Van Halen was a successful hard rock band during 1978-1986. Most Van Halen fans recognize that a change occurred in the members’ songwriting at some point during 1978-1986. Most attribute this change to a change in personnel. Because a lead vocalist often affects audience perception for the entire group, an examination of sexually focused semiotic coding is necessary in order to understand how original vocalist David Lee Roth was perceived by fans, many of whom thought negatively of Sammy Hagar, and how fan perception of him contributed to how each vocalist was perceived by the band’s audience.
Van Halen had many features (including technical, emotional and even sexual) that interested a variety of fans, including those from different social groups and different tastes in the types of rock music. A careful examination of compositional practice by Van Halen reveals instances of semiotic coding of the “sexual” variety. Similarly, a number of studies have been conducted on gender in heavy metal and hard rock, demonstrating that femininities and masculinities are diverse and are embedded in specific historical and cultural circumstances. It is also evident that the musical codes relate to performance rituals and to the projected images of the band. In order to gain some insight into Van Halen fans, a survey was posted on the Internet, reinforcing findings through fan reception.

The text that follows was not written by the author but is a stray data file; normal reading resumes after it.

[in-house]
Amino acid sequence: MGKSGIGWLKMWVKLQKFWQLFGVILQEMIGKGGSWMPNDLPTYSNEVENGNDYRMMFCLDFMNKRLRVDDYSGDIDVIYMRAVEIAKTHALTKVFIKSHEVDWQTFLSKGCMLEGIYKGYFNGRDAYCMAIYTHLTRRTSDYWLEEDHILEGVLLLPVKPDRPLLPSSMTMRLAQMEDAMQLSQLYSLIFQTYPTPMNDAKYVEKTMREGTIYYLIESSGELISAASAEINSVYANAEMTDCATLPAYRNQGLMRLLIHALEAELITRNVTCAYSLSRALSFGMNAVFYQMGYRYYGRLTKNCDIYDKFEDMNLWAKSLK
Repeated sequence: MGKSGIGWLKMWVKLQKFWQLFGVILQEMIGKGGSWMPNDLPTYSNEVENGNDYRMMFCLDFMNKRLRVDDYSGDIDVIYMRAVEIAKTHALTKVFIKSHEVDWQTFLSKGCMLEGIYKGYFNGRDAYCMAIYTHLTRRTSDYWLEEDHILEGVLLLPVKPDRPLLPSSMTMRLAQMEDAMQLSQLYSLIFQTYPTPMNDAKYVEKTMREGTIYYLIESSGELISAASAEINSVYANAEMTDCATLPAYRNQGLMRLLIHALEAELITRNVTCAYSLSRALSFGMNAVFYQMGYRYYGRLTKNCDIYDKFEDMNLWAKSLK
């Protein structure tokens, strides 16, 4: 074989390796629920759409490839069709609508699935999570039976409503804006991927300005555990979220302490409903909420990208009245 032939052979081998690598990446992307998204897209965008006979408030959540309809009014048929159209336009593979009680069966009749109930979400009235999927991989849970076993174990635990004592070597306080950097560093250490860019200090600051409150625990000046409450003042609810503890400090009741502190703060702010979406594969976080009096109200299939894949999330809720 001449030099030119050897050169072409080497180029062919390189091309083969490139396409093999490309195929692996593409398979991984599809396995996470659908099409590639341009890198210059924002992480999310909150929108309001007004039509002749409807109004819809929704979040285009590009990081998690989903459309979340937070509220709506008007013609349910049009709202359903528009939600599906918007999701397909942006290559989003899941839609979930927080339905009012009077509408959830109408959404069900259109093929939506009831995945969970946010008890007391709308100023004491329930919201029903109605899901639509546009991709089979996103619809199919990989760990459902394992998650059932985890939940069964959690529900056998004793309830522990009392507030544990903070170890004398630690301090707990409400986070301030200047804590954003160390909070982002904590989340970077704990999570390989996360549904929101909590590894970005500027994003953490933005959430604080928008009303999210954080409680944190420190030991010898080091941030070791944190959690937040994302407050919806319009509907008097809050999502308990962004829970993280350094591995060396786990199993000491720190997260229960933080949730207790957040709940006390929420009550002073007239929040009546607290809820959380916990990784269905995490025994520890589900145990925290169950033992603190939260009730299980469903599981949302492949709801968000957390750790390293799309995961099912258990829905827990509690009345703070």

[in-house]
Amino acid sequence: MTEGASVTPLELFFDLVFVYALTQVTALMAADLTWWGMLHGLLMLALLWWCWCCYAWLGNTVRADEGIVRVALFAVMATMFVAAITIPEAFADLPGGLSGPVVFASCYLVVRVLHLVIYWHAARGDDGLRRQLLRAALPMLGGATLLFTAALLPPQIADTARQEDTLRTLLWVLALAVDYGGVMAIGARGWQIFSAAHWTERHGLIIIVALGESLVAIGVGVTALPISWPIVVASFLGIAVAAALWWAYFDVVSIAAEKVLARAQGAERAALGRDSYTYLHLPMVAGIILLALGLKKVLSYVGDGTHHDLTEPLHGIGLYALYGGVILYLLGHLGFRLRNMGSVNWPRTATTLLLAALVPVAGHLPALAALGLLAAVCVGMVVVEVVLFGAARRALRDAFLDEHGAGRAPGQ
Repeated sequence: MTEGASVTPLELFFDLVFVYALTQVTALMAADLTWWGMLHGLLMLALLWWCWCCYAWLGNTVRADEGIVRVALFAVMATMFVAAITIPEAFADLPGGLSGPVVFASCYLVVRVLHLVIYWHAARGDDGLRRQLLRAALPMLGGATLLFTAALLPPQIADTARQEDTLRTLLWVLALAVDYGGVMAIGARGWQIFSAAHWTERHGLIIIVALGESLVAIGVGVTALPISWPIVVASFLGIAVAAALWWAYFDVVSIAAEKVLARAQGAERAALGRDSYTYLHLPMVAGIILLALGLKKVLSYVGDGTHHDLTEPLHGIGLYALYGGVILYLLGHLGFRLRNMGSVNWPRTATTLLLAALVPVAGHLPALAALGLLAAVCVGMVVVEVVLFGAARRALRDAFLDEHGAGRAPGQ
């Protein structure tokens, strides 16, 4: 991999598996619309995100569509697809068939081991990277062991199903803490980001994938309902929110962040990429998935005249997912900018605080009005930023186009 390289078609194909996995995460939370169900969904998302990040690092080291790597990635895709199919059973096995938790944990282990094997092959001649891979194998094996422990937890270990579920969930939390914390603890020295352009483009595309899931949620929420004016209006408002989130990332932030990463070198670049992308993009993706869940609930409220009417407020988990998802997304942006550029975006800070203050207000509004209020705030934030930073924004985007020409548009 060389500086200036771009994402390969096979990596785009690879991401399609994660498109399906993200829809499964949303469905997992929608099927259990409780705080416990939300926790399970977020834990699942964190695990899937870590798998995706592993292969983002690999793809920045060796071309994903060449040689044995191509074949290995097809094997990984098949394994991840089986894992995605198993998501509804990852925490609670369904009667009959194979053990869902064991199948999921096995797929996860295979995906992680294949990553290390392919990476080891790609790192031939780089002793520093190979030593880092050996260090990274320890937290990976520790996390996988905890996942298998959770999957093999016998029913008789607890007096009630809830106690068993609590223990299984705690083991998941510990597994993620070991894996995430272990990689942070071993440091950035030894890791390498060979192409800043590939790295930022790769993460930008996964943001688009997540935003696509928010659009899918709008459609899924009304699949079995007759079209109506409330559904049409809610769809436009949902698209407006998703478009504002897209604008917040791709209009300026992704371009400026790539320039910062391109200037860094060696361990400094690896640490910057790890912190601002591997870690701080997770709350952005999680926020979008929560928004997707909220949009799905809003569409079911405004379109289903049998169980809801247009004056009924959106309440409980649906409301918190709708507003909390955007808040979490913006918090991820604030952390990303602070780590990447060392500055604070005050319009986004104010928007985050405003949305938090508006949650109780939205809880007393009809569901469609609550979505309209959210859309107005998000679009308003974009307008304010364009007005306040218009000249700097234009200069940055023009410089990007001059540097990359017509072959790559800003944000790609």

A singer’s stage demeanor and vocal prowess reinforces the band’s compositional method. In the context of Van Halen, those attributes affected the attitudes of the group’s fans towards all aspects of the band. It is through an examination of songs containing text of a sexual nature that establishes that musical devices were affected by Roth’s machismo. Ultimately, sexual innuendoes and sexual coding such as those found in these songs influenced the opinions that Van Halen fans had toward David Lee Roth, the lead vocalist on these songs.
|Keywords:||Popular Music, Musicology, Semiotic Coding, Sexuality|
Associate Professor, Music Business and Recording, Division of Music, College of Fine Arts, Jacksonville University, Jacksonville, Florida, USA
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